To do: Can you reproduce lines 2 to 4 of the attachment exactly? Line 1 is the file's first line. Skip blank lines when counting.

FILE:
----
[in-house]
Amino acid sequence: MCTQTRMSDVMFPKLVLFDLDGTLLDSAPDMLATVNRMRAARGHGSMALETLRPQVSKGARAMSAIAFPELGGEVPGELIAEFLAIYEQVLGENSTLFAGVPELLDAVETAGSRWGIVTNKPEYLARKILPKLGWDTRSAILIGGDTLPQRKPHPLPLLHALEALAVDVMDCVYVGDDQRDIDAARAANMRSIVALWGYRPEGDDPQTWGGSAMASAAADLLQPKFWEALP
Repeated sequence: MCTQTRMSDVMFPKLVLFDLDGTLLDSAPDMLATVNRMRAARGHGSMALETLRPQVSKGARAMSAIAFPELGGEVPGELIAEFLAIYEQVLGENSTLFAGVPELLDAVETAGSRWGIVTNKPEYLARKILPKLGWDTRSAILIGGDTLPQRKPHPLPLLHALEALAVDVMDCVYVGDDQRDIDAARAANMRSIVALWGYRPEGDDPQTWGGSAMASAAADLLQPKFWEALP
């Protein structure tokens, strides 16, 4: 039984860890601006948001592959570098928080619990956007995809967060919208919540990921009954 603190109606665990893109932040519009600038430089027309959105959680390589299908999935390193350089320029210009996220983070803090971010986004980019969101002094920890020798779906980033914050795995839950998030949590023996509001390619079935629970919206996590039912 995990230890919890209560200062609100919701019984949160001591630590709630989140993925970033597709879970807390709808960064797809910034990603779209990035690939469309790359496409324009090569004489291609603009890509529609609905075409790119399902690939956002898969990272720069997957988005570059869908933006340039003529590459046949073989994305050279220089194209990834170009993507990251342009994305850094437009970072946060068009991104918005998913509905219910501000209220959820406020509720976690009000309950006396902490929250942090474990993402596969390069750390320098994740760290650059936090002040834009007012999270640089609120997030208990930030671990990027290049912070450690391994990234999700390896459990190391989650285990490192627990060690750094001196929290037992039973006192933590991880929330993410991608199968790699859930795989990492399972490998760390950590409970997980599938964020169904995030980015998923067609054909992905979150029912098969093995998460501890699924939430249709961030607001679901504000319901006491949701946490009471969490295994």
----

Amino acid sequence: MCTQTRMSDVMFPKLVLFDLDGTLLDSAPDMLATVNRMRAARGHGSMALETLRPQVSKGARAMSAIAFPELGGEVPGELIAEFLAIYEQVLGENSTLFAGVPELLDAVETAGSRWGIVTNKPEYLARKILPKLGWDTRSAILIGGDTLPQRKPHPLPLLHALEALAVDVMDCVYVGDDQRDIDAARAANMRSIVALWGYRPEGDDPQTWGGSAMASAAADLLQPKFWEALP
Repeated sequence: MCTQTRMSDVMFPKLVLFDLDGTLLDSAPDMLATVNRMRAARGHGSMALETLRPQVSKGARAMSAIAFPELGGEVPGELIAEFLAIYEQVLGENSTLFAGVPELLDAVETAGSRWGIVTNKPEYLARKILPKLGWDTRSAILIGGDTLPQRKPHPLPLLHALEALAVDVMDCVYVGDDQRDIDAARAANMRSIVALWGYRPEGDDPQTWGGSAMASAAADLLQPKFWEALP
């Protein structure tokens, strides 16, 4: 039984860890601006948001592959570098928080619990956007995809967060919208919540990921009954 603190109606665990893109932040519009600038430089027309959105959680390589299908999935390193350089320029210009996220983070803090971010986004980019969101002094920890020798779906980033914050795995839950998030949590023996509001390619079935629970919206996590039912 995990230890919890209560200062609100919701019984949160001591630590709630989140993925970033597709879970807390709808960064797809910034990603779209990035690939469309790359496409324009090569004489291609603009890509529609609905075409790119399902690939956002898969990272720069997957988005570059869908933006340039003529590459046949073989994305050279220089194209990834170009993507990251342009994305850094437009970072946060068009991104918005998913509905219910501000209220959820406020509720976690009000309950006396902490929250942090474990993402596969390069750390320098994740760290650059936090002040834009007012999270640089609120997030208990930030671990990027290049912070450690391994990234999700390896459990190391989650285990490192627990060690750094001196929290037992039973006192933590991880929330993410991608199968790699859930795989990492399972490998760390950590409970997980599938964020169904995030980015998923067609054909992905979150029912098969093995998460501890699924939430249709961030607001679901504000319901006491949701946490009471969490295994």